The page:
As certain games continue to get more and more realistic I suspect that we are going to need more buttons on the controllers. When you have a gameworld that features 80 trillian polygons, groundbreaking A.I, and a physics system that makes the original HL2 engine look like Pong, the gamer is probably going to want more out of there character than just the normal run, duck, jump and shoot commands.  


What button scratches my butt again?


In the long run it is impossible for developers to make games like The Last of Us, Just Cause 2, Grand Theft Auto, etc... and have the controls be 100% perfect. It's inevitable there will be glitches and fustrations along the way.  So while certain developers want their titles look and seem as realistic as possible, from the input perspective this just isn't possible.  

Obviously some genres have it easier than others.  For instance:  Side Scrollers.  Sure, you could have a game as simple as Knytt and Super Meat Boy and the controls should end up being like gravy.  But even more complicated side-scrollers like Mark of the Ninja with more character controls still feel tight, smooth and like warm pumpkin pie.  


Um, do you mind just stayin' there for a sec?  I think I just pulled a back muscle.

So let's just say 2D games have it easier.  You can even say that first person shooters have it easier as well.  Gamers aren't asking much out of that genre anwyays.  We just need to move, aim and shoot.  Ok, it does get more complicated than this, like how do the weapons feel and react, hitboxes, etc.., but for the most part the formula has been hammered out already (well, the two formulas, the old-skool fast paced Unreal controls and the new skool CoD controls).  Keep in mind this is not to say first-person shooters won't suffer the same fate as many third-person perpective games will as they also push for more realism.

For me it all boils down to what is possible to achieve and what actually works.  While it is starting to be possible to create gaming worlds and engines that mirror our world, it is still impossible to have a character be controlled by a gamer in a way that reflects that same realism.  This explains why more games are using quick-time events, cut scenes and character animations to fill that disparity than ever before.   What I fear is that this is starting to pull the gamer more out of the game than in the game.


Those blisters from NES Mega Man days are coming back again.

Then there are other cases where developers will take that risk and give the gamer more controls than ever before. This scenerio usually leads to 50% coolness, and 50% hair-pulling fustration.  Just Cause 2 is a good example of this.  The concept of what can be achieved is pretty awesome, but most of the time you'll just be screaming at the TV because the main dude you're controlling is haveing a squat instead of beaming out his manly grappling hook. Sometimes you're just standing an inch too close or too far from something to have the controls do what you want them to do.  Sure, to an extent this is what we call a learning curve.  The controls take a bit of time getting used to.  But what we're getting used to is their quarks and their imperfections.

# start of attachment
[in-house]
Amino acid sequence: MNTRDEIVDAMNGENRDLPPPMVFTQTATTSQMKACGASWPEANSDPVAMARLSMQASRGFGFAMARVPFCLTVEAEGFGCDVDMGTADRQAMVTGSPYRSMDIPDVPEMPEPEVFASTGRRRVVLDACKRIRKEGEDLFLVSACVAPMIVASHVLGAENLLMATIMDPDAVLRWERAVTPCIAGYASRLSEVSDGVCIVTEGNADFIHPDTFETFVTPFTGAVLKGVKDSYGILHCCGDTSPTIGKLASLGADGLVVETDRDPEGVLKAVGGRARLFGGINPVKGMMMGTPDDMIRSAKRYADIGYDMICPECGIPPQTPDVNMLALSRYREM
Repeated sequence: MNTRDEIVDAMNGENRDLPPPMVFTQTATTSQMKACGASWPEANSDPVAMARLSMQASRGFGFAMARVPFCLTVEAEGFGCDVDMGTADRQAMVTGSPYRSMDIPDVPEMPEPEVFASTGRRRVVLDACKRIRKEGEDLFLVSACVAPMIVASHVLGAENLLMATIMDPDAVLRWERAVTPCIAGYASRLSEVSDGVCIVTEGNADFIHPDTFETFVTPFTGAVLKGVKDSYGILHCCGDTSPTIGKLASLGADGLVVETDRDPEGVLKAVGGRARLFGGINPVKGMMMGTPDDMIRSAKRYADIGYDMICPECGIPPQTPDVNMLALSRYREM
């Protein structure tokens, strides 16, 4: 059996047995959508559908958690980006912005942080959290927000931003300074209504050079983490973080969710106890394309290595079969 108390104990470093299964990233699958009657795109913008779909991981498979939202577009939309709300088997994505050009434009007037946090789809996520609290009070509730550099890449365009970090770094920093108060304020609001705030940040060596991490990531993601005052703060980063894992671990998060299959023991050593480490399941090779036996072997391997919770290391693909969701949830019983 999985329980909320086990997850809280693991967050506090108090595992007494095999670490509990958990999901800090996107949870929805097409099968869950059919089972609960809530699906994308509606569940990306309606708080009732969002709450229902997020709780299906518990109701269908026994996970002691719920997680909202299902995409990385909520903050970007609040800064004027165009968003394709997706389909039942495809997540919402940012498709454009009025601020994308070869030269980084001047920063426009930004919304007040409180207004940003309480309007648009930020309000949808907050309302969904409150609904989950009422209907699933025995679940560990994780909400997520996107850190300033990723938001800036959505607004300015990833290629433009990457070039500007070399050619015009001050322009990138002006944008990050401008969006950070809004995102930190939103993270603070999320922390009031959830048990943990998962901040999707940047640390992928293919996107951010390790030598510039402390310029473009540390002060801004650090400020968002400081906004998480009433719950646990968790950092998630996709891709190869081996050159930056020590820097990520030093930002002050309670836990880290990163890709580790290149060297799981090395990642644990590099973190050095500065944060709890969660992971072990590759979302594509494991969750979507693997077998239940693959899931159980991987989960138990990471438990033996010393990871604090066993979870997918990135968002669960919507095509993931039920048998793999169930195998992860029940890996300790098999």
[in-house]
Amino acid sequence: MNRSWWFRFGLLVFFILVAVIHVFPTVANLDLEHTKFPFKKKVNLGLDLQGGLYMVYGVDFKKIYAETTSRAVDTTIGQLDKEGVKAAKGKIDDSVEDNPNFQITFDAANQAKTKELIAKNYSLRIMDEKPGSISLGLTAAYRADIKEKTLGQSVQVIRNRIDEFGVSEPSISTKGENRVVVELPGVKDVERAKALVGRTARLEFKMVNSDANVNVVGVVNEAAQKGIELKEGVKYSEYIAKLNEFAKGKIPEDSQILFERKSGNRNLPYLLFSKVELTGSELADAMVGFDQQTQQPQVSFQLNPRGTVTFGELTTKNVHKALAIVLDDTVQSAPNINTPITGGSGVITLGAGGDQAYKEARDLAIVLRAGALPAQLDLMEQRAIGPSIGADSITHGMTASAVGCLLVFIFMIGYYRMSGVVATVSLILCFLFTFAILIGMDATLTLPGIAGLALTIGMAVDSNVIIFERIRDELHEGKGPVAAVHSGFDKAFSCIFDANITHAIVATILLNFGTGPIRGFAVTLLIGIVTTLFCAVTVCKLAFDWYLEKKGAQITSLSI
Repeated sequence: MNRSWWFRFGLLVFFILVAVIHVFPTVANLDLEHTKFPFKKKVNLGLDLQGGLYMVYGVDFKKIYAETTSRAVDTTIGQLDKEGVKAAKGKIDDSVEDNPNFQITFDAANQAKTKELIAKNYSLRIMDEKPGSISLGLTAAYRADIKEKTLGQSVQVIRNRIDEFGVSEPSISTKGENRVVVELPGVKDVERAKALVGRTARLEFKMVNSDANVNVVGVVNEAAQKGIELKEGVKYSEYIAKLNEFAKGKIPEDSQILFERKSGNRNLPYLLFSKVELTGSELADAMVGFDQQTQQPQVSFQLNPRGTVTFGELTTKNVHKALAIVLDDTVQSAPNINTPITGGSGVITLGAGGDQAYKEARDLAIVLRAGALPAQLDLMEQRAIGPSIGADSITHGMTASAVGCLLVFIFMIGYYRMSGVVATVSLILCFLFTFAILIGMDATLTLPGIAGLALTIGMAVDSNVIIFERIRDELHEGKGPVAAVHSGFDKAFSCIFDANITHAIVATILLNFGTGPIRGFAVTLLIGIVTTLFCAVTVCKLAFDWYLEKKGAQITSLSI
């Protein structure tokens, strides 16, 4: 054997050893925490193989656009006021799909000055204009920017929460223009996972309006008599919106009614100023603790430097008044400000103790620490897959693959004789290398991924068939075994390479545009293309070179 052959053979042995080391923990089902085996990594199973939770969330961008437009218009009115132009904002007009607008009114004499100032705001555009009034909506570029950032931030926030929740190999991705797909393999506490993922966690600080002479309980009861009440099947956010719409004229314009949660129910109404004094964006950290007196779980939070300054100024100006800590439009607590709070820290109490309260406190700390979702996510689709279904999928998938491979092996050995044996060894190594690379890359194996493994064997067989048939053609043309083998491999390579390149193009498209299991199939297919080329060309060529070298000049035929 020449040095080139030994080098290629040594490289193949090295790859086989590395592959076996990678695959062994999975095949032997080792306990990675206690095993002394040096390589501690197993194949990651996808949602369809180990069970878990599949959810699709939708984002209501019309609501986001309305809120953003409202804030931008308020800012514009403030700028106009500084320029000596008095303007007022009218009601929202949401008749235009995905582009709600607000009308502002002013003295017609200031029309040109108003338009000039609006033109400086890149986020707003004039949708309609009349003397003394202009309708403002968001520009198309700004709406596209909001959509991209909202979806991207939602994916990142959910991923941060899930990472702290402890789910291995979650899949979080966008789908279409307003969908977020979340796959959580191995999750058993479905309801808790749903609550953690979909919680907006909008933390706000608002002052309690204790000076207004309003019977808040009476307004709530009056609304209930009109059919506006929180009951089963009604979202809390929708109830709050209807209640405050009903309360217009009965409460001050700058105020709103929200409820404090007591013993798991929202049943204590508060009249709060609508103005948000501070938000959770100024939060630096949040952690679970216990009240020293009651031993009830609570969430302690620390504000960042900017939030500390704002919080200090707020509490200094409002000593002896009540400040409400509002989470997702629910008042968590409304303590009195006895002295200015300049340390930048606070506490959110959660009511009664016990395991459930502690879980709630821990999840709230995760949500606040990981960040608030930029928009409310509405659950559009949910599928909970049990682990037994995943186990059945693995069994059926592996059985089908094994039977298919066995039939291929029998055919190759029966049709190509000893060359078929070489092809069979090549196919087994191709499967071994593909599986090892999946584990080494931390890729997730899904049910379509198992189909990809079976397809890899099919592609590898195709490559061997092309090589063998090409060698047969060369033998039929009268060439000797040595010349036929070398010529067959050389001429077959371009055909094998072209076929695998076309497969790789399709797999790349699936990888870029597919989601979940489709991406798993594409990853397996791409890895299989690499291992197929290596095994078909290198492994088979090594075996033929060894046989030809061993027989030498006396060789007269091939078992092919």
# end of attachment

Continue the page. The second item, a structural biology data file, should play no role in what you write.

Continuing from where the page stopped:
A game with good controls by no means feels and plays like another game with good controls.  Mainly because great controls are often predicated by the gameworld they live in.  This is why I feel the controls of games that strive for realism end up falling short. However a game like Super Mario 64 (or any of the Mario games really) have incredibly sharp and pinpoint controls.  This is one reason why Mario games made such a good transition into 3D and, quite frankly, are the some of best games the gaming industry has ever seen.  What you'll notice in Mario games is that the world itself is shaped around those controls, and vice-versa.  It's not a case of, let's create a magical place then later on figure out how to control Mario through that magical place.  It's a case of, this is what we want Mario to be able to do, now let's build the world around that. 


That's some serious butt burn.

In Just Cause 2 where you're actually have to spend time getting used to these bonky controls, in Mario they feel natural and almost come as second-nature.  I remember when I first played Super MArio 64 I just ran around for an hour without going into the castle because the controls were that much fun to dick around with.  In Just Cause 2 the fun is not with the controls themselves but with the potential of what the controls can do.  A potential that costs much more fustration than its worth.

While realism ( a different type of realism than what games like Tomb Raider are going for) does play a part in a game like Dark Souls, the controls are kept simple and match the gameworld exceptionally well.  Yet at the same time they still have that "Mario" quality about them in the sense that it's interesting to just move your character and watch him/her swing a sword or whatever weapon you happen to be holding.  

As obvious as it sounds, controls for me are a big part of what makes a game or not.  Maybe this is why I tend to think simpler looking games are more pleasurable because the controls are better.  I'll take playing Mark of the Ninja over The Last of Us any day of the week.  I'll also take driving an M5 over my Toyota Corolla any day of the week.  Only if I could figure out a way to afford one.